So far the yak is everything I have read about it. With one exception. For a big man, the coaming is totally useless. In fact it was too confining for even my wife.
Also, what Oaarsman said about the footwells being VERY tight is an understatement. Somehow OK missed the obvious... bigger people usually have bigger feet. Kind of a dumb oversight.
Not only do the actual foot holes, themselves, grow smaller as they go forward from the seat, but the front part of the cockpit also narrows extremely abruptly, truly cramming bigger feet into about half the space needed. I'm learning to live with it, but it seems that this design fault was completely unnecessary.
The honest room, front to back, is fantastic. With my 36" inseam, I can lay my legs completely flat on the floor of the cockpit, and there's still a few inches left. (If only there was someplace to put my feet way up there.)
All in all, I give it a 7 also, and it is all due to the lack of foot room. Otherwise, it would be at least a 9.
I had full expedition gear: tent, sleeping pad and bag, stove, lantern, fuel, cooking gear, 8 gallons of water (carried in dormedaries) and food for two weeks with room to spare and still extremely stable. With a Primex sailing rig mounted on the center hump between my knees she did a great beam reach and run. Rudder works easily and effectively. As mentioned earlier, foot wells and pedals stink. Hope that is remedies in her re-design. I highly recommend her.
Anyway, I've tested many boats in waves and own five of them (various lengths and purposes), but the first time I rode some 2-footers in the Manta, I was in love. It is a substantial boat and rides waves like a dream. Somehow, it minimizes them. Since I'm not getting thrown around at all, the Manta allows me to hold decent speed in waves, too.
I need a wide boat for stability since I lack trunk control, and the Manta offers plenty of it. Any other boat this wide tends to toss me around in waves so that I can't paddle very effectively. Also, I can't figure out why the Manta glides so easily for its width, but my hat is off to Ocean Kayak. I was greatly disappointed to hear that they're not making the Manta in 2002.
The boat turns remarkably well for a sixteen footer, but if you'll be using it in a 30 mph crosswind, I recommend a rudder. I'm going to skeg mine since I can't use foot pedals. I have the coaming to turn it into a sit-inside, and I love it. I put in the scupper plugs and stay dry and toasty in 40 degree weather. The only reason I don't give this boat a 10 is because it's a heavy tub when it comes to loading. Due to the weight, it also doesn't accelerate fast, but who cares about acceleration on a long trip? As a bonus, the boat just looks great!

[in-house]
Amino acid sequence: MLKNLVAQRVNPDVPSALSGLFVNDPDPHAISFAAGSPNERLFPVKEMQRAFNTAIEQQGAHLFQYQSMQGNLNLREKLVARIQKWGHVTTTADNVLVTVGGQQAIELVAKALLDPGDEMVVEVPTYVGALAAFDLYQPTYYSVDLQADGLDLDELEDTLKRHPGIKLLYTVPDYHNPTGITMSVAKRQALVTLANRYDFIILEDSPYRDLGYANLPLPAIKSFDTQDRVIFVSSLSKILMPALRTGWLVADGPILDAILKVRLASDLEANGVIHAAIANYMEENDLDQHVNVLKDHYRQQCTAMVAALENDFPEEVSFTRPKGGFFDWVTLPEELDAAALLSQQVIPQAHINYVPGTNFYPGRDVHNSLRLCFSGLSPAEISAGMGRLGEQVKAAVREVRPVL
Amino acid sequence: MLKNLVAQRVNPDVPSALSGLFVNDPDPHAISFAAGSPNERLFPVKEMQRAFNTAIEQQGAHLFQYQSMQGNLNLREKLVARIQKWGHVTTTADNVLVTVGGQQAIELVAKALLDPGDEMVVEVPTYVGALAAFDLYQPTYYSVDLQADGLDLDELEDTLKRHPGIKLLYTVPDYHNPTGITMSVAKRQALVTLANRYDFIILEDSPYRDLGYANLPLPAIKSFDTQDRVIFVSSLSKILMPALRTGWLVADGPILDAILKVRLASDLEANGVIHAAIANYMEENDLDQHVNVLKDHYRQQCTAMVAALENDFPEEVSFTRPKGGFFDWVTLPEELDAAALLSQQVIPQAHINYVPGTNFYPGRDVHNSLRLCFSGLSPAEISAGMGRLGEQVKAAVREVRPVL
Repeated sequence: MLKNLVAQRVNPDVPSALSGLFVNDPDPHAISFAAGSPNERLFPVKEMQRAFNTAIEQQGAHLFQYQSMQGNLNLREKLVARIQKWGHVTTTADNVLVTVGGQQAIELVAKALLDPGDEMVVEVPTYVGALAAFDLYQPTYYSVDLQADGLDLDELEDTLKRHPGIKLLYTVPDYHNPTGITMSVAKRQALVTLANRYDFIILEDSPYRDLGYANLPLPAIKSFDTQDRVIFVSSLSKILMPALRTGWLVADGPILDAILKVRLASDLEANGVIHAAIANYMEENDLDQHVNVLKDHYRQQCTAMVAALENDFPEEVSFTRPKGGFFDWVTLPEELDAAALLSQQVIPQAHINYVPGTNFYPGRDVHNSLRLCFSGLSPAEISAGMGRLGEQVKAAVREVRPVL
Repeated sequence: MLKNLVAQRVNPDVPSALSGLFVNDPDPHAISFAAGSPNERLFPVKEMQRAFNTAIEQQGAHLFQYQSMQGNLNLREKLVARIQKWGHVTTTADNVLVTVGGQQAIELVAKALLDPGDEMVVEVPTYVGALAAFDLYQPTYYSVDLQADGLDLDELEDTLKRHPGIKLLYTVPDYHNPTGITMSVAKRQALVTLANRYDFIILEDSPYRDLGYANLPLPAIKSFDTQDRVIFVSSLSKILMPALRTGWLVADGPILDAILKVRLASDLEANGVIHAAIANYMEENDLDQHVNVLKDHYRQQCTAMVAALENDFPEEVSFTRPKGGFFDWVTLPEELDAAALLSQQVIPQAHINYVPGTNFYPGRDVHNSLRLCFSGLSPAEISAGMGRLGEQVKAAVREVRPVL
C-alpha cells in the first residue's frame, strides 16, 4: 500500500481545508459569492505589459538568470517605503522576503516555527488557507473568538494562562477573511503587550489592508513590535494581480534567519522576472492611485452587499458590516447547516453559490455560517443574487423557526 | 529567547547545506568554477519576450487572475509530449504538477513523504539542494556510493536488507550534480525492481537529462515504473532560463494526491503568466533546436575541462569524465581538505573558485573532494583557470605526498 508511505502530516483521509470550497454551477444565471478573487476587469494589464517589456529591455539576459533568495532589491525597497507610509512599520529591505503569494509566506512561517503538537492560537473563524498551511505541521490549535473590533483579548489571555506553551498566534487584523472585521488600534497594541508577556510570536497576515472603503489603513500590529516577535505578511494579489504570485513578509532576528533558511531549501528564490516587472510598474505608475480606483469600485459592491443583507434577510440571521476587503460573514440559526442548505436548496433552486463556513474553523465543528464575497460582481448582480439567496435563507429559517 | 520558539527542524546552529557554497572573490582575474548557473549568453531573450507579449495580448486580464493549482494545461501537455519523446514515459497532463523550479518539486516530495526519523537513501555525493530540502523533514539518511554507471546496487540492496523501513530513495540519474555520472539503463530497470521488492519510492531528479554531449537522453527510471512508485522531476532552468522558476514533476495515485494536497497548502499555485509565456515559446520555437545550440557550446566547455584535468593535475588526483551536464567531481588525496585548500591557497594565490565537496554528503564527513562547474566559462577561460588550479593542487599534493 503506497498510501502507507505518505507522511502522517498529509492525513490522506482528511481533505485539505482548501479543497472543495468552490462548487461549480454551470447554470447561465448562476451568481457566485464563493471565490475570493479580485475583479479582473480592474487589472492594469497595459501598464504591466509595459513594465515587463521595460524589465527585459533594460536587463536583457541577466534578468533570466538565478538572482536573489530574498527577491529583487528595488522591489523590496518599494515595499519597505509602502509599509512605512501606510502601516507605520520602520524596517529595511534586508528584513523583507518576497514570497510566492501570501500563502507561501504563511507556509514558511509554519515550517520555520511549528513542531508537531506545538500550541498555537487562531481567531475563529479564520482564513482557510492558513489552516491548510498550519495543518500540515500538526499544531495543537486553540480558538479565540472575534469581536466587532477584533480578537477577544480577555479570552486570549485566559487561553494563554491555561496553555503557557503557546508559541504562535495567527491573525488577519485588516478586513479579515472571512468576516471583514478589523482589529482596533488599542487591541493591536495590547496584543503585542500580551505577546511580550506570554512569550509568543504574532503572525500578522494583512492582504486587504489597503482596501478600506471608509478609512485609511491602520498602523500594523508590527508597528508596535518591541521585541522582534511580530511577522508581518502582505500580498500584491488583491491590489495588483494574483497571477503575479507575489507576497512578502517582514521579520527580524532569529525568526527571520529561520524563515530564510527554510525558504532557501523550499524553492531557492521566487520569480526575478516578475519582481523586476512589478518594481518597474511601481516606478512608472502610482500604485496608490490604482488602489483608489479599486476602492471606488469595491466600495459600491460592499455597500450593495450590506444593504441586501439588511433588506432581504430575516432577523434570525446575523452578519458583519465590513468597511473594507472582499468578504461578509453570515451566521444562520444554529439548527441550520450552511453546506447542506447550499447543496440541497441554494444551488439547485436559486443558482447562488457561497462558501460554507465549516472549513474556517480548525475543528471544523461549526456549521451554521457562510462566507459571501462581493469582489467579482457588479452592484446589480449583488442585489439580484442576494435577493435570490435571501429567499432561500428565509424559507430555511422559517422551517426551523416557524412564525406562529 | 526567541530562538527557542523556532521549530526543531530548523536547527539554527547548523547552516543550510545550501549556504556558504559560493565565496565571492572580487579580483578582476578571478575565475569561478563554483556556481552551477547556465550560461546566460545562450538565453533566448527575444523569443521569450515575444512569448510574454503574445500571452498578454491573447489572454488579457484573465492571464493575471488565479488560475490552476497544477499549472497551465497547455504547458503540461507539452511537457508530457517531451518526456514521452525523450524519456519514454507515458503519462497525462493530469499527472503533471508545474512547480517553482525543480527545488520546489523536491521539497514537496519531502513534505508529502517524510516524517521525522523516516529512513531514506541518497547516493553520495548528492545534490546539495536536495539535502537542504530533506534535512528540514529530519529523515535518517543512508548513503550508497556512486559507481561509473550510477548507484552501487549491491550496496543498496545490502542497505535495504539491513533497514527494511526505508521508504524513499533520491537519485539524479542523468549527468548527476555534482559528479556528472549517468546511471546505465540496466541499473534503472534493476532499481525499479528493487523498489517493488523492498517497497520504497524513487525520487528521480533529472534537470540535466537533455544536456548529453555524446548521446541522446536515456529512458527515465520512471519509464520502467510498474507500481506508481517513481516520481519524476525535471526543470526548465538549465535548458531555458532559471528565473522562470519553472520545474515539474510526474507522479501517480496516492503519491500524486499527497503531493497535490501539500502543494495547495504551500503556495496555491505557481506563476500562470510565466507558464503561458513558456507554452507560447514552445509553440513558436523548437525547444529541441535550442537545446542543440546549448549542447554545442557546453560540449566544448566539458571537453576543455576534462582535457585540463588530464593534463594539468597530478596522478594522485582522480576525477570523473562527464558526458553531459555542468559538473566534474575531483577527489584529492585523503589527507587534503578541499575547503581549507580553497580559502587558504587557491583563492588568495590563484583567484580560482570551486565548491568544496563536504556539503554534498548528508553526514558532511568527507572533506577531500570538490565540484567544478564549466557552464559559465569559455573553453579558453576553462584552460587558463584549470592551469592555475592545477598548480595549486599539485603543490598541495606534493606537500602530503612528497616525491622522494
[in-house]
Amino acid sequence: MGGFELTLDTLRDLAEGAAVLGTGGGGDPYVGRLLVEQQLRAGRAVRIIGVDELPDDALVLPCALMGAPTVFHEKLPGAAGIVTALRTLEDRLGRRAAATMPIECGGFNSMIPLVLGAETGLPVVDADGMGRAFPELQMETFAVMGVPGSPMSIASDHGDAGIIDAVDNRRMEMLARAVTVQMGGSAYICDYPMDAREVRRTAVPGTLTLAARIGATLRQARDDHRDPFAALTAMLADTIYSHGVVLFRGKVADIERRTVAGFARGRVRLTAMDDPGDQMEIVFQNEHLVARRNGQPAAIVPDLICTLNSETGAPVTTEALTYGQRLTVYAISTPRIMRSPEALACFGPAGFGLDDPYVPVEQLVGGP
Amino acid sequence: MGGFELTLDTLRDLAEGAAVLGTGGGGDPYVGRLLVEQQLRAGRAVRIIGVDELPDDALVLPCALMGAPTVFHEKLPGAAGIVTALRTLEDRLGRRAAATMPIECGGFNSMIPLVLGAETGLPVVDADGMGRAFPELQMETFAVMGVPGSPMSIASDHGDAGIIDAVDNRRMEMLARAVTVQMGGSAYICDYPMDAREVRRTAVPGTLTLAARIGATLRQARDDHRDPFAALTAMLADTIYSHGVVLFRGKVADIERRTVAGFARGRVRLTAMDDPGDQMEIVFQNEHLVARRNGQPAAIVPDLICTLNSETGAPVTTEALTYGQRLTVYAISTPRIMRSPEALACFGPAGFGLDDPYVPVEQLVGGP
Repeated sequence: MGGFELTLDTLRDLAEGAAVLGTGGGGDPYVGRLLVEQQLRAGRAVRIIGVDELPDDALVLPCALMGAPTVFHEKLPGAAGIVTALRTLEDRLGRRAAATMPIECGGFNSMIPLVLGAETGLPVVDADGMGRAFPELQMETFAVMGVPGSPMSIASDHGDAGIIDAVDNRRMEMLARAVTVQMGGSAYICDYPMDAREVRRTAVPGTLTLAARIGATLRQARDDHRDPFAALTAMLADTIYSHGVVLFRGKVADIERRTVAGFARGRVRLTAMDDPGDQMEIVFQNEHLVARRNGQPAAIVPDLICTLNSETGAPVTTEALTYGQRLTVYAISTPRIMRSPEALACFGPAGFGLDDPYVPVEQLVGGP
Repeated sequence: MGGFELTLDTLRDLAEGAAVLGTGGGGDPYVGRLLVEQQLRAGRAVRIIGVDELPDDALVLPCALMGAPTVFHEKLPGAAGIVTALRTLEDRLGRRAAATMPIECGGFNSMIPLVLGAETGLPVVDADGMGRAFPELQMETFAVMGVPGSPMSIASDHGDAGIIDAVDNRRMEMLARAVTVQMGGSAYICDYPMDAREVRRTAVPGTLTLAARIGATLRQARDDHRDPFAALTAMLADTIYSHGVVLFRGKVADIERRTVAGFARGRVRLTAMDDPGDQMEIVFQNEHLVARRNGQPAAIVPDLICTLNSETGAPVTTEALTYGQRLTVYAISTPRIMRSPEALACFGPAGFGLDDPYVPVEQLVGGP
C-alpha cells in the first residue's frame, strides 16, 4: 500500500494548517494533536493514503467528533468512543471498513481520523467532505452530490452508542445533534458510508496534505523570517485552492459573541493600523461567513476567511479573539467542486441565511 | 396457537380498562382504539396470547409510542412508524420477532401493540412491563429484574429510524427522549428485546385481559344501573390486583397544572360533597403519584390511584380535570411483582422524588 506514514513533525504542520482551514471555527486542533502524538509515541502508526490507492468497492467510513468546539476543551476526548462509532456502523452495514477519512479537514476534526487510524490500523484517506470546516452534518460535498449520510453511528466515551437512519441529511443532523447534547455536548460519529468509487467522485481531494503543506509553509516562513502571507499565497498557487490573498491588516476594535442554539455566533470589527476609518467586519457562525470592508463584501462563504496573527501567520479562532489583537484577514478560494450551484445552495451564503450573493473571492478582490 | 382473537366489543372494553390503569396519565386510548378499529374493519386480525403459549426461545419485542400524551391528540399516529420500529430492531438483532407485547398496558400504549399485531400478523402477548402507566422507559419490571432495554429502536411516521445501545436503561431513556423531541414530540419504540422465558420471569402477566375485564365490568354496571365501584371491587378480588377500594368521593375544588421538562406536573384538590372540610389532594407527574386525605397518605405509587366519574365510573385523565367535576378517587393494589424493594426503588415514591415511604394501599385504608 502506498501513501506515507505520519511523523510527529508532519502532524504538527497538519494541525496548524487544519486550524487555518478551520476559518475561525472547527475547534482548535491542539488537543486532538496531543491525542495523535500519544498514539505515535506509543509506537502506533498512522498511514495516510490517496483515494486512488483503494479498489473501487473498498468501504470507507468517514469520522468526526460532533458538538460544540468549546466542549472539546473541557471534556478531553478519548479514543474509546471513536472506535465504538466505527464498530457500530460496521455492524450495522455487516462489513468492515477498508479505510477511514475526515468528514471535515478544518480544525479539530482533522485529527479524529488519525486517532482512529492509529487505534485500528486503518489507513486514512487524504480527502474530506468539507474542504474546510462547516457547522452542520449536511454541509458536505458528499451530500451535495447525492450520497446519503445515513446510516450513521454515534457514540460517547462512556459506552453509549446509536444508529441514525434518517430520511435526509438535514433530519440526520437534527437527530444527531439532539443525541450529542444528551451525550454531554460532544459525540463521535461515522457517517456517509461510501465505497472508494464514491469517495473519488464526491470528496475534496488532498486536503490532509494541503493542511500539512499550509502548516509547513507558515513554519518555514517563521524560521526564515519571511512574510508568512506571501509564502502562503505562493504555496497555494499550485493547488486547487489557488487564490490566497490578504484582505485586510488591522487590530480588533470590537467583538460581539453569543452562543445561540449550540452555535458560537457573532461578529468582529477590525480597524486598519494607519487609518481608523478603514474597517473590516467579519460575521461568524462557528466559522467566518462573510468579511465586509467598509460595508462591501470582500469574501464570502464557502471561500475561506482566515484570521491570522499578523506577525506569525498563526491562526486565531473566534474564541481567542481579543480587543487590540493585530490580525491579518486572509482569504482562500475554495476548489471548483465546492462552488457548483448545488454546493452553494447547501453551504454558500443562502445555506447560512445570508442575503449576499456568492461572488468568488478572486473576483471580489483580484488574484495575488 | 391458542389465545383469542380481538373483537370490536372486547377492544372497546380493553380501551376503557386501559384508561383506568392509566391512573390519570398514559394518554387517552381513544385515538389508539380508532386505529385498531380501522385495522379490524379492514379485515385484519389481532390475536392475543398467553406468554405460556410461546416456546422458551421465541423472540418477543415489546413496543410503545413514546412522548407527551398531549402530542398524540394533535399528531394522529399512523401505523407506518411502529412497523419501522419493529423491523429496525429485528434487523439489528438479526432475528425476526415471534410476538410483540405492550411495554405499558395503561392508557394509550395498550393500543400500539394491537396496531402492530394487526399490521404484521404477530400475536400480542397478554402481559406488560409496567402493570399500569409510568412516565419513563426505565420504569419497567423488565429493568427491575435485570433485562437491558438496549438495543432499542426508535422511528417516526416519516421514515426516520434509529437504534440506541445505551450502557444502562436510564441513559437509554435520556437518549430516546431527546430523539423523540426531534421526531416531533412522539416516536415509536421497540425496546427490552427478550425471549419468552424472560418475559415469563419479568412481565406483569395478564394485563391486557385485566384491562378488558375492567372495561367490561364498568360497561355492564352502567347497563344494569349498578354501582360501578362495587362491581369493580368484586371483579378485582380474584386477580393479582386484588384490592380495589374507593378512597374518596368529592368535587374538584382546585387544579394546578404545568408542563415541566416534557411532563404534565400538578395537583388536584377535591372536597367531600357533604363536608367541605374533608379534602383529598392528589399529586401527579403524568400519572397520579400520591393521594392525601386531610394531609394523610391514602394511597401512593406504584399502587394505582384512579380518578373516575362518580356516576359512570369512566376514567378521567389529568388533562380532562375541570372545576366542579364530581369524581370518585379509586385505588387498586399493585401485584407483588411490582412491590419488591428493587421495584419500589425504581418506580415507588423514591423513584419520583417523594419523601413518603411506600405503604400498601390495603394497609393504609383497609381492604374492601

There is an inordinate amount of storage below the front and rear Scupper Pro type hatches. I'm sure you could put all your scuba gear and a weeks worth of camping gear below with ease! I was even able to get my fully outfitted tank/bc/reg unit into the rear hatch, although I did have to tuck the hoses and console in a bit to make it easier.
The Manta is as fast as it looks... I was moving along more than 10 feet with each light paddle stroke I made! I took the Manta out around the outer jetty at Channel Islands Harbor on a rough and windy day. The nearly three foot chop slowed the boat considerably but I felt so comfortable with the seaworthiness of the boat that it didn't bother me at all to be out there in only shorts and a T-shirt in 62 degree water temperature. I was also glad to note that the Manta did not exhibit a leeward helm characteristic (bow blowing downwind in a crosswind) that I have seen in so many other longer kayaks.
I turned the Manta toward the beach and tried my hand at catching about a dozen small waves with it. OK, so it is too long to actually make any maneuvers on the wave front, but, it is the first kayak I ever surfed on which you could catch even a small wave LONG before it ever crested or broke. The Manta "wings" helped to keep the pointed bow from diving and the Manta handled much better than expected in a broach (washing in sideways on the wave).
Did I mention how stable this kayak is? I think I leaned this kayak over farther than any other kayak to date without feeling like it was going to go over on me! Also, this kayak simply feels sturdy and durable. OK, so that is probably due to the 70+ pounds it weighs, but it is still impressive. I'm looking forward to getting a coaming for mine and trying sit-inside winter paddling for the first time!
Note: I would have subtracted a point for two possible reasons: It is on the heavy side for a single-seater, and the hatches are not as easy to access as a scuba diver as, say, the Scupper Pro, But...., there is just too much else I like about it, especially for the larger paddler. The weight isn't that bad for the 16 foot length of the Manta and the speed is excellent!. And, even though you have to reach for them, those hatches cover more cargo space than any diver is likely to ever need, so I have to give it a solid 10!